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The Flowers on Magnificat’s Cozzolani CDs

Ronald Chase "Rose"

Ronald Chase "Rose"

In working on a design for Magnificat’s Cozzolani CDs, I wanted the two releases to be clearly related visually without simply reproducing a template. For assistance I turned to my dear friend Ronald Chase, a remarkable artist in a variety of media, an innovator in the use of slide and film projection in theater design, and a teacher who beenĀ  a tremendous inspiration to so many young artists in the Bay Area through his Art & Film program. I had admired his work on several visits to his SOMA studio since we met in the late 80s and he knew Magnificat well, so it seemed like a good fit.

After trying out several ideas with Ronald in his studio, I noticed several framed flowers on on his wall. At first I assumed that they were paintings and was surprised to find out that they were in fact photographs that had been manipulated with a thoroughly “historical” device – a “xerox” machine!

As Ronald explain’s:

The flower series was the last group of photographs I created with a xerox technique on heavy colored papers. I had begun working with xerox as early as 1977, and my photographic work with movement and the body entered several museum collections in the early 80’s, including the Metropolitan Museum, Rochester Museum and the Norfolk Museum. The works also became part of the Xerox corporation’s private collection.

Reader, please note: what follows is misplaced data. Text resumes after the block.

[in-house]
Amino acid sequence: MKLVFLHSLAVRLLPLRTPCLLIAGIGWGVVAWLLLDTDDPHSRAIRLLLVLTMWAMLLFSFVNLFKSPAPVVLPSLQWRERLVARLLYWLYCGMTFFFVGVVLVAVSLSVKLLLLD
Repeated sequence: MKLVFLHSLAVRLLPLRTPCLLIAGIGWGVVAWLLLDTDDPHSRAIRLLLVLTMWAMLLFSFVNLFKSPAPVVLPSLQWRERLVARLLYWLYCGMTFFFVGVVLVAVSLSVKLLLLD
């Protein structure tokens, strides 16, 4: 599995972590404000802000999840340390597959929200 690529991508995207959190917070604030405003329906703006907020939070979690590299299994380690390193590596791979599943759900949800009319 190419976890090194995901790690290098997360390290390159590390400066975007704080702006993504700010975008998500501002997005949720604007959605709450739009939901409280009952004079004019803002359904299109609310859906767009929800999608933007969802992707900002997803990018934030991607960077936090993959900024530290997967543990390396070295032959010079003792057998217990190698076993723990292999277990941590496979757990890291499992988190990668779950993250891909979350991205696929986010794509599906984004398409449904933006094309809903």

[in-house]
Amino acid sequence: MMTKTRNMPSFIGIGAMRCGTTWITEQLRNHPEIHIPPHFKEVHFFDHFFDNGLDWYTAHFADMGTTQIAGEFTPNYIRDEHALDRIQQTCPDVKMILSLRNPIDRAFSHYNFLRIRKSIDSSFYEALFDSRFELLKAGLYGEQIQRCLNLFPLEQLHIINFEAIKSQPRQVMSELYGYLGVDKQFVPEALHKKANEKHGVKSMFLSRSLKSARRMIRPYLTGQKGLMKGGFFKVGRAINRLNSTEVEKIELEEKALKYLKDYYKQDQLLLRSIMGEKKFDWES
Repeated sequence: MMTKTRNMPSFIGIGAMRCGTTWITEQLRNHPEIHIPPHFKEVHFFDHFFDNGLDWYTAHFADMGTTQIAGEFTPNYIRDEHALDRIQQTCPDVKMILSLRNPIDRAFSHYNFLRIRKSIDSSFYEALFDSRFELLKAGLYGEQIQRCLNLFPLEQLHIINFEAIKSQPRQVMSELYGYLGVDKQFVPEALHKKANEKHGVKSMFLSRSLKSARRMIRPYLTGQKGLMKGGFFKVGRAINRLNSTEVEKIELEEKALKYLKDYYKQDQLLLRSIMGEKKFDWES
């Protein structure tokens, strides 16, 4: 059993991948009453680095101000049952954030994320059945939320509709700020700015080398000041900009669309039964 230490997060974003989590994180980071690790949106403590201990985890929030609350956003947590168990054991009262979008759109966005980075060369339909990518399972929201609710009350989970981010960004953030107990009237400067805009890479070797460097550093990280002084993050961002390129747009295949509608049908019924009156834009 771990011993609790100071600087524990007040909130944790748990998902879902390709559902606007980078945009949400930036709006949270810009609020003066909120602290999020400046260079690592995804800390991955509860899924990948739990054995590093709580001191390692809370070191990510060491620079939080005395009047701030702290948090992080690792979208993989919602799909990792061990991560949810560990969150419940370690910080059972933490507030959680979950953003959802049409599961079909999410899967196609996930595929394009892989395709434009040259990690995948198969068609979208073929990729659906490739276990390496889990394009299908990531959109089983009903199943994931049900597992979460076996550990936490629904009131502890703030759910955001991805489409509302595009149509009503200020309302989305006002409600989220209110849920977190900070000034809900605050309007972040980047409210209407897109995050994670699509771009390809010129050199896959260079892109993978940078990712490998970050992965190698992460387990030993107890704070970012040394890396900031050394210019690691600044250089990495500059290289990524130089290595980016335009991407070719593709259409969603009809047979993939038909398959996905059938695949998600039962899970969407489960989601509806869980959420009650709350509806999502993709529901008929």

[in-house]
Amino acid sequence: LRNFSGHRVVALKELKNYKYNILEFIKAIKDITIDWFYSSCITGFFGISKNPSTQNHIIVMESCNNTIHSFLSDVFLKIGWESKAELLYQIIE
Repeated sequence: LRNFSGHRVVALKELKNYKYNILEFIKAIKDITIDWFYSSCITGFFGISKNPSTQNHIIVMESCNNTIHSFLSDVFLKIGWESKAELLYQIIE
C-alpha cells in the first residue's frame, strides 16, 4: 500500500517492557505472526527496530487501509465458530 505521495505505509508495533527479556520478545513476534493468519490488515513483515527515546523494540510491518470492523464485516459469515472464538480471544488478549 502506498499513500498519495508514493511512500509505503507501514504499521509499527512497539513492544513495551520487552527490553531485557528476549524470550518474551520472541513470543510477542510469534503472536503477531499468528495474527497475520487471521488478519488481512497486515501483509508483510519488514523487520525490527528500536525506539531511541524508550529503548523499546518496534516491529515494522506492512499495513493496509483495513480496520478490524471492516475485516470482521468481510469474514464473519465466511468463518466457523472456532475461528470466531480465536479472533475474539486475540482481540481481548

I photographed and developed the photos with various layers of silk, which reacted in different ways with the early xerox machines, the harbinger of what is now the standard Photoshop programs in computers. The early machines could be manipulated in several ways to produce sepia prints on a variety of papers. My work from this period included male nudes, movement studies and the flower series.

To me the innovative use of “old fashioned” technology and the resulting images, which struck me as somehow antique and modern at the same time, seemed quite apt for the project. Cozzolani’s music, though well over three centuries old, invariably sounds fresh and unexpected. Ronald very graciously offered the photographs for the recordings and the remainder of the design came together very quickly. A rose was chosen for the first release Vespro della Beata Vergine and a tulip for the second, Messa Paschale. Each time I look at the CDs I am reminded of how often Ronald has touched my life.

Ronald Chase’s Website

More of Ronald’s Flowers can be seen here

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